Monthly Archives: February 2012

Part 1 Quilting Sawtooth Stars


     I apologize about the absence of the blog last week.  Last two weeks have been eventful. Kenzie and  Jason were sick.  He is getting better with rest. I have good days and bad. I have rheumatoid arthritis and fibromyalgia. All I can say is you don’t want it, either one. It hurts. I totallly understand your pain, for those that have either of these. I have pain meds and other meds, and meds for meds. LOL Even though I am joking around about it. It sucks. It can get in the way of sewing. My shoulder hurts from cutting. If I push myself to hard, I make mistakes. So, I have to slow down and be patient. Patience is a virtue that skipped me. I am trying to learn it.

   ***  Back to the point. ***

I have made quilts for others.  So, I am ready to focus on a quilt for our bed. I absolutely fell in love with the teal print of the star. I am also very fond of the  star too. I was trying to work with hexagons, but I chickened out. Haha. I will get to them, eventually. So, the first part of this quilt will be shown today. There is more, I may stick some other projects in  between as filler weeks.

The total project size will be for a queen bed.

The first part is

36 10” blocks of Sawtooth  Stars

What you will need for these:

3 yards of star material

3 1/4 of beige material

Cutting mat, ruler, rotary cutter. They will be your friends.

For teal 10” sawtooth star  dark fabric cuts:

1 (5 1/2”) square for the middle

8 (3”) squares.

I am also going to do smaller stars and alternate these with sashing. this is for 8  (10” ) stars across and 9 down on the quilt. This is just half of the total blocks. I am going to sew all 36 together.  Then, start on the small ones. The other blocks will come at you next week, fingers crossed.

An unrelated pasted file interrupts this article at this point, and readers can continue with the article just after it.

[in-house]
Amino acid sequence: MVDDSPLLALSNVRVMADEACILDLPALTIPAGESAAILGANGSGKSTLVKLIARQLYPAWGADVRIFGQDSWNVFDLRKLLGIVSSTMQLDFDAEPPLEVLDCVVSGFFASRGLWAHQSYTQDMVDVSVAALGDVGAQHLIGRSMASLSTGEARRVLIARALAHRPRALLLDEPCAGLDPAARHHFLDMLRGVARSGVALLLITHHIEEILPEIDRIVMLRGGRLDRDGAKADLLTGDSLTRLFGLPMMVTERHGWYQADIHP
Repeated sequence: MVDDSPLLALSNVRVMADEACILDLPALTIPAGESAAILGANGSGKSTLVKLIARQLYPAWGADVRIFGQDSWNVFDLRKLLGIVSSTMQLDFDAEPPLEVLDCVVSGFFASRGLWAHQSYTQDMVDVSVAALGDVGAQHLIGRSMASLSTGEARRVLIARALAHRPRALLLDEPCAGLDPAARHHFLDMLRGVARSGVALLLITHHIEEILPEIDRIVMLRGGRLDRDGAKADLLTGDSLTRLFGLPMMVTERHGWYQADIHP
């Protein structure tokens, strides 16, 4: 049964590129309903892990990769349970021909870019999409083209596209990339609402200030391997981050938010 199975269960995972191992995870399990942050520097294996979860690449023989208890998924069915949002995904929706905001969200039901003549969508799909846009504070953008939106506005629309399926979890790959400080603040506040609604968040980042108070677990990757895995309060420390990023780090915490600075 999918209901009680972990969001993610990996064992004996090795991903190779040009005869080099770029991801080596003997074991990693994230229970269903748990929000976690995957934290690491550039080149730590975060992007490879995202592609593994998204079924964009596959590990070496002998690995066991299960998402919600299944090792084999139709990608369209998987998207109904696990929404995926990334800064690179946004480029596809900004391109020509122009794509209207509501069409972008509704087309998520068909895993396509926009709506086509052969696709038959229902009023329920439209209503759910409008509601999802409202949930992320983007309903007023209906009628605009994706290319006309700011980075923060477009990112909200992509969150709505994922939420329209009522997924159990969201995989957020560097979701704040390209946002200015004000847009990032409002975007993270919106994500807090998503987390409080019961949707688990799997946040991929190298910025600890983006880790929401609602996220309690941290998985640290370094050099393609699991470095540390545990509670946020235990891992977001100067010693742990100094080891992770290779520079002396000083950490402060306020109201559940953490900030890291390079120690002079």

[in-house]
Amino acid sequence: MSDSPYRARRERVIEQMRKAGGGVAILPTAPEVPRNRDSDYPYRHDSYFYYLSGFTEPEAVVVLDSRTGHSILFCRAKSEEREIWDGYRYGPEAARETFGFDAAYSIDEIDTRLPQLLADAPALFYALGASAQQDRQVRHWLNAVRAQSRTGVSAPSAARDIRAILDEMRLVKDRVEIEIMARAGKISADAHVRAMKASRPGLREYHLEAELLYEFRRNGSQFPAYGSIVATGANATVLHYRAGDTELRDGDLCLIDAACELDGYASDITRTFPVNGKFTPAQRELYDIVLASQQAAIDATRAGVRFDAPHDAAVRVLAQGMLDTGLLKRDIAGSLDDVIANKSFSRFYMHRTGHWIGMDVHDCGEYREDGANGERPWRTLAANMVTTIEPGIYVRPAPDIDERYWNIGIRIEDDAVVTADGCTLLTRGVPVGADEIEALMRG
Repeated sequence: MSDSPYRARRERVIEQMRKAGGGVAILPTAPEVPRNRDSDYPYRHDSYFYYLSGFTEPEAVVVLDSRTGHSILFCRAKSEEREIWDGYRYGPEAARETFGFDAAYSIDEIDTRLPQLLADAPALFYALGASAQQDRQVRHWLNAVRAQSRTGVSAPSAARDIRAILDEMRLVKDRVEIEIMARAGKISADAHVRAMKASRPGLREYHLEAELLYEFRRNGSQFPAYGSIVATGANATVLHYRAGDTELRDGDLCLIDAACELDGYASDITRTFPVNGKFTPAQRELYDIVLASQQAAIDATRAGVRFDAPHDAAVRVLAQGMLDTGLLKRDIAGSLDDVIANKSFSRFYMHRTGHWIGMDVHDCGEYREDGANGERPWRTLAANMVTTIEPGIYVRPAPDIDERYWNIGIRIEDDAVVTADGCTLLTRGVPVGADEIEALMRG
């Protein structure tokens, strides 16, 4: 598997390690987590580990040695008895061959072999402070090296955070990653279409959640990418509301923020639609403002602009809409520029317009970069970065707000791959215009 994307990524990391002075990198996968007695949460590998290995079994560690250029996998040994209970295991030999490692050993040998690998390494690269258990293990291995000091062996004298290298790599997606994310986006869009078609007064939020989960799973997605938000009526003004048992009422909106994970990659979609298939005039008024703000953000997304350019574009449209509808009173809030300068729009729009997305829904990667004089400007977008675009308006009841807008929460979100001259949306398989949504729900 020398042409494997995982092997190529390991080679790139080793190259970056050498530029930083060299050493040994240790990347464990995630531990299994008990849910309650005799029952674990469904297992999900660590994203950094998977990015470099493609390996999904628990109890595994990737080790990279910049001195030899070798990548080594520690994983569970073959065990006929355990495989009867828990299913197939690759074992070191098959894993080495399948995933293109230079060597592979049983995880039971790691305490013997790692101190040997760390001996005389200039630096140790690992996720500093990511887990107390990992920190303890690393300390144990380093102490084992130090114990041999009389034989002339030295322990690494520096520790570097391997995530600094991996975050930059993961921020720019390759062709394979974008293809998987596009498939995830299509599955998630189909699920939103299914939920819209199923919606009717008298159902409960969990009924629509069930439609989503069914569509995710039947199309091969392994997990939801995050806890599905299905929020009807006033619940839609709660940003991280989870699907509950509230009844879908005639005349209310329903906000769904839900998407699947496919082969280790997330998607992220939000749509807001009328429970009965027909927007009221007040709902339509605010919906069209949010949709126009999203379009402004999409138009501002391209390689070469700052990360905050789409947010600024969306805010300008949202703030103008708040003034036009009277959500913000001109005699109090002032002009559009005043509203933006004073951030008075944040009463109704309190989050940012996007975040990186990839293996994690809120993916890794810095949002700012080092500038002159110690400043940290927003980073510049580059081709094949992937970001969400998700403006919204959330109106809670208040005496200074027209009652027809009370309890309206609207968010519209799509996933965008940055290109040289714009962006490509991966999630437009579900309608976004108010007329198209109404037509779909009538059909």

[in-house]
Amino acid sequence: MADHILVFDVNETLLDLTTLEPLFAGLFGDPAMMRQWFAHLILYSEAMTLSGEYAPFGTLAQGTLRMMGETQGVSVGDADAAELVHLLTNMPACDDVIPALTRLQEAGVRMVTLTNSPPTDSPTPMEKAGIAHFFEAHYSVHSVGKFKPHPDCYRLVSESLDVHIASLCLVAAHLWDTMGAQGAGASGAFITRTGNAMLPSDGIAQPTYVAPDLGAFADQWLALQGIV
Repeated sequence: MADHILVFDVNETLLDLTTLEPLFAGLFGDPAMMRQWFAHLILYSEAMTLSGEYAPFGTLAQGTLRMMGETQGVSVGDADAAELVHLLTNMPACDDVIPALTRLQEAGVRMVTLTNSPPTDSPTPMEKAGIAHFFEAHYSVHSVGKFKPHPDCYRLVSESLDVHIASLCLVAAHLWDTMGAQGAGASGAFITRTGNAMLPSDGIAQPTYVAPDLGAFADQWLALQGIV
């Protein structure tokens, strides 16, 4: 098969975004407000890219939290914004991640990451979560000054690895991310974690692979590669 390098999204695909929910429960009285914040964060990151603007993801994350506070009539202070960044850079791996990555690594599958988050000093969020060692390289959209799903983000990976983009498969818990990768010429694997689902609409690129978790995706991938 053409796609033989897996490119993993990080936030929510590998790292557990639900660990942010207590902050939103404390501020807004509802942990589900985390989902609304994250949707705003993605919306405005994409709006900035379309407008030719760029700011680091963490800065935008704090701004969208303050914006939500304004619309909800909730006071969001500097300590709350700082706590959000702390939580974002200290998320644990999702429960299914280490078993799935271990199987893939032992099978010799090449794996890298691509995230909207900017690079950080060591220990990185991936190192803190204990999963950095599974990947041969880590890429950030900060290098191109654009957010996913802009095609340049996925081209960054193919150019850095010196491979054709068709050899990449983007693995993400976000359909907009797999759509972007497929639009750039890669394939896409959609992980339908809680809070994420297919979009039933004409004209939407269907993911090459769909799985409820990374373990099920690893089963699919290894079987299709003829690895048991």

I already started on these. So, I took my 44” wide fabric that comes folded in half. I folded it again. Then measured 5 1/2” and cut. I divided 44/5.5= 8. I need 5 strips cut. You can layer the fabric and try to cut bulk. I did just two layers at a time, and as I became comfortable with my friends, (referenced above) cut more layers at a time. So, 1 yard was pretty much devoted for these 5 1/2” block.


Here’s my stacks of 3” inch blocks and 5 1/2” squares. That took me several days. I am proud of those stacks. I put lots of ice on the shoulder for them too. That tall stack is 100 3” blocks. My camera just bites, and I am really looking forward to getting a new camera.

Now, for the second part.

I took the beige fabric. I needed 4  (3”x5 1/2”) rectangles and 4 (3”) squares per block. I started cutting,again. At least, after this, I can start sewing blocks together.


I am taking that fabric that was already folded in half (this is how it comes off the bolt) and folded it in half again. Then, I measure 3” strip length and cut. I took strip set of 4×36 blocks= 144. Then divide 42 width of fabric/5.5”=7 blocks per 3” strip. 144/7=20 3 inch strips. 2 yards will get that, and then some for any error.